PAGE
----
So your avian veterinarian wants you to weigh your bird on a regular basis, but the little scamp won? get on the scale and you keep ending up with chunks taken out of your hand. You asked for advice from three of your favorite bird lists but everyone has a different opinion, and let? face it Šsome of those suggestions were downright scary. You?e not sure you can handle another bite like the last time.
Jackie loves those videos of parrots doing tricks and has been trying to get her macaw to play basketball. Only now the bird lunges at her whenever she gets near. Jackie doesn? understand why her bird hates her all of a sudden.
Meanwhile, Bob has just inherited an African grey from his favorite aunt. He promised her he? take good care of the bird, only he doesn? know the first thing about parrots. He talked to the cashier at the local pet store, but she just tried to get him to buy some ridiculously expensive pellets.
If any of this sounds familiar, it should. Most of us have to rely on our own guesswork or well-meaning advice from other bird owners in order to help our birds learn how to live successfully in our homes. If only there was a place to get help you could trust, advice from someone who really knows what they?e doing.
Well, there is, though you may not have heard of it. It? the parrot division of the International Association of Animal Behavior Consultants (IAABC). Started in 2004, the parrot division of the IAABC is made up of people who are experienced in working with parrot (and human) behavior and are committed to using best practices, consulting with clients and educating new members.
A certified parrot behavior consultant (CPBC) can help you teach your parrot desired behaviors by using LIMA (least intrusive, minimally aversive methods of modifying behavior). She can help you train your parrot. He keeps up with the latest behavioral research and advances in avian medicine, and conducts himself according to a code of ethical and behavioral standards. She most likely knows five veterinarians in your state and the contact information of that person who makes those cute little birdie toys. Best of all, she loves parrots even more than you do, which you didn? think that was possible.
Most associate members are working toward certification and can also provide consultations. They?e being mentored by seasoned CPBCs while stuffing their brains with knowledge and wisdom and experience.
Here is how a typical consultation works. You locate a CPBC near you from the IAABC.org? website (https://iaabc.org/consultants). You make an appointment for either an in-home visit or a telephone/email consult. You explain the problem and what you? like to happen. The CPBC will teach you to how to evaluate the bird? environment and how it accounts for how the bird behaves. He will then offer suggestions to help improve things and explain the reasoning behind those suggestions. She will teach you any needed teaching strategies such as targeting or stationing and discuss other environmental changes. You may or may not have a follow-up visit.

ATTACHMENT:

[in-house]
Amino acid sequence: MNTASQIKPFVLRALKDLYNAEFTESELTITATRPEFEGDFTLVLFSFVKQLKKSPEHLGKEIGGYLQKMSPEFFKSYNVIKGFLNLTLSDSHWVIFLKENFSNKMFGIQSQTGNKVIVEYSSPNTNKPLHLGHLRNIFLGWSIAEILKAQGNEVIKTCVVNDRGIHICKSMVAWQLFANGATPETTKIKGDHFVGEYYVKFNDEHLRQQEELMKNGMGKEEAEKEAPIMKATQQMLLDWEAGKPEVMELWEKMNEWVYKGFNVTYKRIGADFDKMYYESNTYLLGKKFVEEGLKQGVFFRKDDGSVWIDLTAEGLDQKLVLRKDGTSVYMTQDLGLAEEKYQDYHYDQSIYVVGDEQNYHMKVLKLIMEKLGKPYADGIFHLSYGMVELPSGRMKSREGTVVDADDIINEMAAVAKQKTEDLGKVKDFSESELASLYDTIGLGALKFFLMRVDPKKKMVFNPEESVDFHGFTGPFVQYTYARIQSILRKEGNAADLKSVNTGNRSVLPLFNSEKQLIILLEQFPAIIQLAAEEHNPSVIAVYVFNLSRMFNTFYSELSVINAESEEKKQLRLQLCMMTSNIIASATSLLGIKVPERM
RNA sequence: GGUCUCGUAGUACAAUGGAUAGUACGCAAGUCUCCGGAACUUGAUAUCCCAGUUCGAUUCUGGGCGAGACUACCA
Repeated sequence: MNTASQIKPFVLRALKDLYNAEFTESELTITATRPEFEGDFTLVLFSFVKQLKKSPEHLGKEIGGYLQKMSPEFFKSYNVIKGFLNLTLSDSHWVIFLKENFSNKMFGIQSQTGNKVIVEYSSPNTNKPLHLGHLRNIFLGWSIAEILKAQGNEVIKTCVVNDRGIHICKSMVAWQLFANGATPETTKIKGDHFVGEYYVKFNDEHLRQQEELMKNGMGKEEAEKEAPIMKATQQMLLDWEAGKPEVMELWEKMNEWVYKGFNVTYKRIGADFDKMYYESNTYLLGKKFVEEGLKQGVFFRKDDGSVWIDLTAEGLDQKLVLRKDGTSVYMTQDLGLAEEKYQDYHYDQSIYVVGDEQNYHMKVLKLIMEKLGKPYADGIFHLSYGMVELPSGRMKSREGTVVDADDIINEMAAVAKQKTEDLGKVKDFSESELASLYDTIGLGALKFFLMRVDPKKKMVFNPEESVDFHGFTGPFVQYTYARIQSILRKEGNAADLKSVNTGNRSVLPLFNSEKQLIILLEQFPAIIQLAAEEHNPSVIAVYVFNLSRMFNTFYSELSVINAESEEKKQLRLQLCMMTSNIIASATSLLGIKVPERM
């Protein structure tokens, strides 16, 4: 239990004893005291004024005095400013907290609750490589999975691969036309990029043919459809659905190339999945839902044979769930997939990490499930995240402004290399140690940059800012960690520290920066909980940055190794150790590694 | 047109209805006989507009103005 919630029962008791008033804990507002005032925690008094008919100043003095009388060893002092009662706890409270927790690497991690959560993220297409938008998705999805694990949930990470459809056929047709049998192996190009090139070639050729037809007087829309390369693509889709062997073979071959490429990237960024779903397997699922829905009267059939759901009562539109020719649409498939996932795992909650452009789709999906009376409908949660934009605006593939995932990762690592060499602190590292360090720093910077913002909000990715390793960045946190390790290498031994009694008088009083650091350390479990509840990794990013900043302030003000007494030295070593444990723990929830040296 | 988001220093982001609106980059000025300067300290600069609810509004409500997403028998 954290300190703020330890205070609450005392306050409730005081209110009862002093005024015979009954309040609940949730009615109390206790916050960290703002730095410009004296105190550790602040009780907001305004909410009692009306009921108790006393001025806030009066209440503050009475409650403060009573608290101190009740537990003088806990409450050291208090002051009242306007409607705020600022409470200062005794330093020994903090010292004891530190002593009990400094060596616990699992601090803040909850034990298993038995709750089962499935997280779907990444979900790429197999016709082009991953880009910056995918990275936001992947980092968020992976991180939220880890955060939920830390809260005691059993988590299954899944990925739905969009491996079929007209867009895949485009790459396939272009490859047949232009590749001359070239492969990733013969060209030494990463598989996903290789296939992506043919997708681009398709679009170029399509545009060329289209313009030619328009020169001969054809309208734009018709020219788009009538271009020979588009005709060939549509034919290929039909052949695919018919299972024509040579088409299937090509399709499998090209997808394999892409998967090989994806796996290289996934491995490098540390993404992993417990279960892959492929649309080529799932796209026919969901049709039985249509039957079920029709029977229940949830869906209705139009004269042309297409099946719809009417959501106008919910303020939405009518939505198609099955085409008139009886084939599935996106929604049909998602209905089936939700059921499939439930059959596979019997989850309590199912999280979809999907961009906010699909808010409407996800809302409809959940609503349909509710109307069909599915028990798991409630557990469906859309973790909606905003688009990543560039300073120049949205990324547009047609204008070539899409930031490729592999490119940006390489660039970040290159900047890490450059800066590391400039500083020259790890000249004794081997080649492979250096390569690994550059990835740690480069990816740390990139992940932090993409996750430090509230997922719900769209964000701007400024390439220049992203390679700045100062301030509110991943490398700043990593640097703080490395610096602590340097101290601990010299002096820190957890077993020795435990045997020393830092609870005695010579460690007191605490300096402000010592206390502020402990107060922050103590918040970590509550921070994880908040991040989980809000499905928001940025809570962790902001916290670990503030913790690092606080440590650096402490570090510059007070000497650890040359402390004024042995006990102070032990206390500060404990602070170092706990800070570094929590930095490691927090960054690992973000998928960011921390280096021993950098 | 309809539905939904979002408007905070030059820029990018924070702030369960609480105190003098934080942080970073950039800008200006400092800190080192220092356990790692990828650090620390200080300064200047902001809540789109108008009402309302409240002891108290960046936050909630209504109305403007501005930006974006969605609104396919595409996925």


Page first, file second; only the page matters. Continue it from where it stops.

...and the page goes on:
Each CPBC is different since they?e all individuals (just like your birds). For example, I like to do a home visit that can last anywhere from 15 minutes to two hours, and I usually also assign reading homework. I include free email and phone contact for three months after the home visit in my fee. This is because changing behavior is a process and a process usually takes time, and because I like to know how a person and parrot are doing as time passes. It? also helpful to catch any mistakes or clear up any misunderstandings before they get worse.
Other CPBCs like to do phone consultations. They will usually send you a long questionnaire to fill out and return to them. Then you will call the CPBC and talk through the issues and possible solutions.
Still other CPBCs love video consultations when they are too far away for a home visit. This type of consultation requires a fast Internet connection and compatible software such as Skype or FaceTime. Video consultations allow the CPBC to actually see the problem behaviors, just like a home visit.
With the retirement of Kashmir Csaky as chairperson of the parrot division at the end of 2014, Dr. Susan Friedman took over the leadership in 2015. A major membership drive was completed by March 2015, bringing the number of fully certified parrot behavior consultants to more than 50 professionals. Additional people are joining every month as supporting or associate certified members.
Friedman said, “I am thrilled to help build a community of highly qualified, professional bird behavior consultants using contemporary science-based principles and practices that are both effective and humane. When we teach people how behavior works, we empower them and their parrots to live successfully together. Parrots retain their homes and people retain healthy loving relationships with the animals in their care.?lt;/span>
There is room for just about everyone in the parrot division of the IAABC. Supporting memberships are for those in fields related to animal behavior consulting and for others who support the IAABC’s mission and values.
Associate certified members are those who already have some experience and education in parrot behavior consulting and are working toward becoming fully certified. They are required to maintain a certain number of CEUs and prove proficiency in a number of core competencies.
Certified parrot behavior consultants must meet higher standards of expertise, prove proficiency in more core competencies, and maintain more CEUs.
Once our friends Jackie and Bob learned about the IAABC, they met with CPBCs and successfully learned training techniques and basic parrot care. They are happy now because their parrots are happy, and what? better than a happy parrot?
Loved this article? Then check out some of the articles written by these parrot behavior consultants?